One Door Closes…

This was originally written in September of 2000.  The world was a far, far different place back then.  It was two months before the contested election between Al Gore and George W. Bush.  Google was still a new thing that most people had never heard of.  There was no Facebook or Twitter.  There was no American Idol.  CDs were the main way people listened to music.  Most people still had land line phones.  People read newspapers and watched TV for news.  I was 27 years old, a college dropout (with one year left to complete my degree), working as a manager in a coffee shop, and I had an assload of credit card debt.  Several months before I wrote this I had finally busted out of a two-year stretch of writer’s block with a long essay that covered music, my childhood, and other random stuff.  I was still riding that wave with this piece.  I have evolved my opinions on some of this stuff since then, but I love that it is such a time capsule of the era, both personally and otherwise, in which it was written.

 

The Doors

     Tonight is Doors night.  I will listen to all six of their studio albums in a row, no pauses, no radio or TV.  Last night and all day was Oasis.  It has been all about Foo Fighters and Nirvana for so many months now.  I only allow Foo to be played in my car.  Not even Nirvana is allowed!  In my CD player I still have five of the seven slots filled with Foo.  I did this with the Doors boxed set three years ago, keeping four spaces always open for The Doors.  It stayed that way for over a year.  I don’t remember what was in the other three spots—nothing has ever lasted a year in there.  So far, Foo Fighters have been in place for, let me see, I think I bought the first two CDs in the spring, and it’s now September, so I’m gonna say it’s a good five months.  I didn’t buy the latest album on CD until a few months ago—I had it on tape, and finally got sick of having to get up and flip it over when the first side ended, especially when I was listening to it before I went to sleep.  The second side is perfect for that, very mellow and cool, good chillin’ out music.  Anyway, it was that, and the fact that I wore out the first side—“Stacked Actors,” to be exact—playing it in my car constantly for like six months, that made me buy the CD.  So I have the three albums, plus two CD EPs permanently stuck in my CD player.  And now I have The Doors.  For tonight.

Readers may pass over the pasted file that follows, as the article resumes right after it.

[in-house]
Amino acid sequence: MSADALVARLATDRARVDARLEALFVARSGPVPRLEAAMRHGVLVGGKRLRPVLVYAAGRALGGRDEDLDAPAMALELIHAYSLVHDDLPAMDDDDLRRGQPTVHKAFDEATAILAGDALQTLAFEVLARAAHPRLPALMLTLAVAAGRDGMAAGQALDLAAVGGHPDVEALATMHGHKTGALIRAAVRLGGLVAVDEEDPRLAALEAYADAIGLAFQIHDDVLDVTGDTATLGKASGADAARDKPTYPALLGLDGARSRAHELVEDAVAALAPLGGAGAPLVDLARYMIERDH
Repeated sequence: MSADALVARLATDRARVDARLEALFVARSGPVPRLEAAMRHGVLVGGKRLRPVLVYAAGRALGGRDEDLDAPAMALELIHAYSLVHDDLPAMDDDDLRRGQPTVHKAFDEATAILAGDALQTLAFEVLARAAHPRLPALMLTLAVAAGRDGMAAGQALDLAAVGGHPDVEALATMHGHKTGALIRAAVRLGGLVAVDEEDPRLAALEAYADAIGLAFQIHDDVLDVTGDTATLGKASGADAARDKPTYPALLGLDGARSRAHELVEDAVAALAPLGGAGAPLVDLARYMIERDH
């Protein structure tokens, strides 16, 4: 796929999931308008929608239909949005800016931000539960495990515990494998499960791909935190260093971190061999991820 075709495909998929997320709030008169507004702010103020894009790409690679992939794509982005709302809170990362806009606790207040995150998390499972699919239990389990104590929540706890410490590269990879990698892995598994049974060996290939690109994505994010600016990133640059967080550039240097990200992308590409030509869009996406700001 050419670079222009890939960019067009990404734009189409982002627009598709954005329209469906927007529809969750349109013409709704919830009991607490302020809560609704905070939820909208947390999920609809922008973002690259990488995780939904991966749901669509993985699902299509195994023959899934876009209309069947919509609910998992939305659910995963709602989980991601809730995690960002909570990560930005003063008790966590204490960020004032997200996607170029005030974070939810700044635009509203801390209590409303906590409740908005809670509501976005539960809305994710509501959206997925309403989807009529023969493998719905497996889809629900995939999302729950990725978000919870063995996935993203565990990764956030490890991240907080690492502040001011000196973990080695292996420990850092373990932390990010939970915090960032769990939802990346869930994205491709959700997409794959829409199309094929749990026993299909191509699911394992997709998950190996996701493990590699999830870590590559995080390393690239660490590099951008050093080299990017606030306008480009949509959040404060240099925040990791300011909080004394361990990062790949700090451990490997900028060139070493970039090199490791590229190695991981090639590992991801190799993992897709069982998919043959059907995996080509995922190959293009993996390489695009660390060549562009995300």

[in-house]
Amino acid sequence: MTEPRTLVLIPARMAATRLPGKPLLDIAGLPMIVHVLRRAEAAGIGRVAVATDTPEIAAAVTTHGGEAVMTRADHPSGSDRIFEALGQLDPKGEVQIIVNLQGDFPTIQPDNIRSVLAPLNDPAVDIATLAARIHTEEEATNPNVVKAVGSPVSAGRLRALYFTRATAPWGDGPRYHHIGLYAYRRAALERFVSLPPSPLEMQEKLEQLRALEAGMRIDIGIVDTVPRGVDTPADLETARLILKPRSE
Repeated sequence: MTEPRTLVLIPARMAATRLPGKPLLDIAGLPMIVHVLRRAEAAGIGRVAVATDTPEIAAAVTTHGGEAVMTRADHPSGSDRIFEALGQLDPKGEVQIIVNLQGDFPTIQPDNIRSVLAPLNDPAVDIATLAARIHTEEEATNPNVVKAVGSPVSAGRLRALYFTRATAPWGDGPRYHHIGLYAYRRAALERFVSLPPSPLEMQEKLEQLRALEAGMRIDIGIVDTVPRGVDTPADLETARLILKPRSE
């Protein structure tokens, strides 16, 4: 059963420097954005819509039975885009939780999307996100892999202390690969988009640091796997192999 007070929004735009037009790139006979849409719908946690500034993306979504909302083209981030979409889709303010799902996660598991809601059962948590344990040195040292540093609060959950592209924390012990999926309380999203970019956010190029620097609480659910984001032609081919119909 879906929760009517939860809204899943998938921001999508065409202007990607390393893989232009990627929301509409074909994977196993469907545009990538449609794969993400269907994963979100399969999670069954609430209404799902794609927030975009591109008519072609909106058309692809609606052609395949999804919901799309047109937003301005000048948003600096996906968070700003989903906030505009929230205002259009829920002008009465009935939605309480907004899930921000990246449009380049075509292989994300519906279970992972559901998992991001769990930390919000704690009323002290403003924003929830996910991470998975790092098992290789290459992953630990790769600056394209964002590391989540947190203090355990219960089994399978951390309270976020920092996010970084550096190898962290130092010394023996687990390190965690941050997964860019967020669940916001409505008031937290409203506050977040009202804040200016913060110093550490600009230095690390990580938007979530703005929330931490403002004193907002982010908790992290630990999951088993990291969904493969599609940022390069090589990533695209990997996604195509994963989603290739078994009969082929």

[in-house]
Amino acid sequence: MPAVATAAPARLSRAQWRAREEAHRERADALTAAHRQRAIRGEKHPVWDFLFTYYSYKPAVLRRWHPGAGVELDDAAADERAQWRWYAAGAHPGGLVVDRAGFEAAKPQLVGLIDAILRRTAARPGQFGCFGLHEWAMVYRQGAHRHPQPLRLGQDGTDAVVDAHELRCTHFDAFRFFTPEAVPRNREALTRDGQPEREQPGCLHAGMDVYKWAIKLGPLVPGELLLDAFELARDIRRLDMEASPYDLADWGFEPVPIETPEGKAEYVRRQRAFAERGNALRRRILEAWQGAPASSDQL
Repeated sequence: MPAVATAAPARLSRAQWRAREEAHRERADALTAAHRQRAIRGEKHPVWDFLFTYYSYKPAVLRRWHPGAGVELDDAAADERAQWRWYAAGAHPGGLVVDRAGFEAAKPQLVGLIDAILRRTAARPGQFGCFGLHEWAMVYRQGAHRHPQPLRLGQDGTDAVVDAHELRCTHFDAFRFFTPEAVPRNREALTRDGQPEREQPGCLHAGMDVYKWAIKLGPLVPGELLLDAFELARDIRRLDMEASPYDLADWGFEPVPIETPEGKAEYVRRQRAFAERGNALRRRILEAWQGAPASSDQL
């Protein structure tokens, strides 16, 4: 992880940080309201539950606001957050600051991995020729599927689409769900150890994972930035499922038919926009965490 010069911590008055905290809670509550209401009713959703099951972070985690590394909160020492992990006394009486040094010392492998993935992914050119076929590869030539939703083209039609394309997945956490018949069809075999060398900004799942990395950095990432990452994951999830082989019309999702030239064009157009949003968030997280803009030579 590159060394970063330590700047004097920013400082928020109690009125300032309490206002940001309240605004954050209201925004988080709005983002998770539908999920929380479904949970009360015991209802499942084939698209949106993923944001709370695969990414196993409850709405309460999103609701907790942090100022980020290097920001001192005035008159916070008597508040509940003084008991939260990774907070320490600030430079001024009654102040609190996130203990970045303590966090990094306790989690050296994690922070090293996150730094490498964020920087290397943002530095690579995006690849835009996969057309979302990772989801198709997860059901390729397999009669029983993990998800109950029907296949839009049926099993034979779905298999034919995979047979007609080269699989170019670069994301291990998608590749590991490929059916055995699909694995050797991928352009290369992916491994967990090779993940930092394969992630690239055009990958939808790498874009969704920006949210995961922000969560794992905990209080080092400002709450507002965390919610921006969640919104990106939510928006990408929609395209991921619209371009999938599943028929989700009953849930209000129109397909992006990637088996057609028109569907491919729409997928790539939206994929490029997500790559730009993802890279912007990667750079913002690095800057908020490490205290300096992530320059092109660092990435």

Oasis

     Oasis perfectly set and reflected my mood.  As I feel myself drifting into depression, an unanticipated and bizarre depression, peculiarly mellow and non-suicidal, The Doors are pushing me into myself, making me think too much—but not the same way Oasis was making me think.  Despite some moodiness and pessimism, the actual music of Oasis always seems hopeful to me.  There’s a lot of peppiness to it, even when they’re being maudlin, you know?  They have some pure pop songs, to be sure, but generally, every single Oasis song is a kick in the arse.  Don’t fuck around, don’t be stupid and depressed; that’s what I get from it.  Strange that a girl like I should respond to that.  But I also respond to the simplicity of the lyrics, even when they’re not so simple.  See, that’s the mark of a great artist, to make it seem simple and accessible, when it’s really quite painstaking and far out.  Oasis songs all seem to be about me.

     And The Doors have that effect on me also.  The difference is Jim’s lyrics encourage me to wallow in my misery, in the hell I have created.  Jim tells me that life is shit and I can’t fix it and I may as well party like hell before I die—but I don’t need to be happy to do that.  That is much more my style.  I am much darker than Oasis, I am much more like Jim Morrison, very artsy and shit.  I don’t know.  I fucking love Oasis, but the shit I write is way more Jim Morrison than anything.  If I had to pick a lyricist to compare myself with, it would be Jim Morrison.  Not that I’m flattering myself—I don’t think I’m nearly as poetic as he was, but the sheer honesty, the desperation, the introspection.  That is me.

     And then there’s the sex.  I like the sexual aspect of The Doors, and it’s not just the suggestive lyrics.  Listen to every single instrument on “Love Me Two Times,” every twang, every drumbeat, everything building to climax, and Jim’s singing is only part of that.  The whole song is a good, stiff fuck.  It is no wham bam, thank you, ma’am—it is slow and meticulous at first, and then it teases, and every pause in Jim’s singing brings you closer and closer to the final destination.  His scream at the end lets you know he has shot his wad, and that you should, too.  It’s unabashedly sexual, it’s glorious, it’s masterful.  That song is one of the great rock-and-roll aphrodisiacs—I put it neck and neck with “Whole Lotta Love.”

     Strange Days is my favorite Doors album, and one of my favorite albums of all time.  One of these days I will put together my Top 10 list of albums—I could never pick just one, or even five!  Ten is a good number, fifteen or twenty even better.  Here is a hastily-arranged Top 10 (in no particular order):